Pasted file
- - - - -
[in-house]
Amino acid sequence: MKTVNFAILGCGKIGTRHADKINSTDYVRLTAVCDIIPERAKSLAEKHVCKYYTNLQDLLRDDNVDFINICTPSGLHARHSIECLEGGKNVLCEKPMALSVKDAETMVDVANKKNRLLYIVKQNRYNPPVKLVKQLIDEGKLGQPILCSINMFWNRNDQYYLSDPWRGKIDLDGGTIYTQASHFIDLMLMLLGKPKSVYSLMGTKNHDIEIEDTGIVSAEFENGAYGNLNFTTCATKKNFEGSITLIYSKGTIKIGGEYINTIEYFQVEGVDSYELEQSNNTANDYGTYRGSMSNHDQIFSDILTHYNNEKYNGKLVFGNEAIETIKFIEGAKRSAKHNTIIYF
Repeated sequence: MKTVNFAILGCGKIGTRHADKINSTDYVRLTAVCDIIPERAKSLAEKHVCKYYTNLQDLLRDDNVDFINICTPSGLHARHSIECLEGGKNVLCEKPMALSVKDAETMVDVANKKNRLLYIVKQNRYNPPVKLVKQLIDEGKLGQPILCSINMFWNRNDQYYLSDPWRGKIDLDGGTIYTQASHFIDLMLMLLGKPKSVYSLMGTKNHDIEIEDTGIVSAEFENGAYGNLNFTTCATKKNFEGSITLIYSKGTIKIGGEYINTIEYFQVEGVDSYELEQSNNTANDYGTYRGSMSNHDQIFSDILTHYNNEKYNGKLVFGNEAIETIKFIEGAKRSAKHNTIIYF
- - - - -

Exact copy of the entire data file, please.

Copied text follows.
[in-house]
Amino acid sequence: MKTVNFAILGCGKIGTRHADKINSTDYVRLTAVCDIIPERAKSLAEKHVCKYYTNLQDLLRDDNVDFINICTPSGLHARHSIECLEGGKNVLCEKPMALSVKDAETMVDVANKKNRLLYIVKQNRYNPPVKLVKQLIDEGKLGQPILCSINMFWNRNDQYYLSDPWRGKIDLDGGTIYTQASHFIDLMLMLLGKPKSVYSLMGTKNHDIEIEDTGIVSAEFENGAYGNLNFTTCATKKNFEGSITLIYSKGTIKIGGEYINTIEYFQVEGVDSYELEQSNNTANDYGTYRGSMSNHDQIFSDILTHYNNEKYNGKLVFGNEAIETIKFIEGAKRSAKHNTIIYF
Repeated sequence: MKTVNFAILGCGKIGTRHADKINSTDYVRLTAVCDIIPERAKSLAEKHVCKYYTNLQDLLRDDNVDFINICTPSGLHARHSIECLEGGKNVLCEKPMALSVKDAETMVDVANKKNRLLYIVKQNRYNPPVKLVKQLIDEGKLGQPILCSINMFWNRNDQYYLSDPWRGKIDLDGGTIYTQASHFIDLMLMLLGKPKSVYSLMGTKNHDIEIEDTGIVSAEFENGAYGNLNFTTCATKKNFEGSITLIYSKGTIKIGGEYINTIEYFQVEGVDSYELEQSNNTANDYGTYRGSMSNHDQIFSDILTHYNNEKYNGKLVFGNEAIETIKFIEGAKRSAKHNTIIYF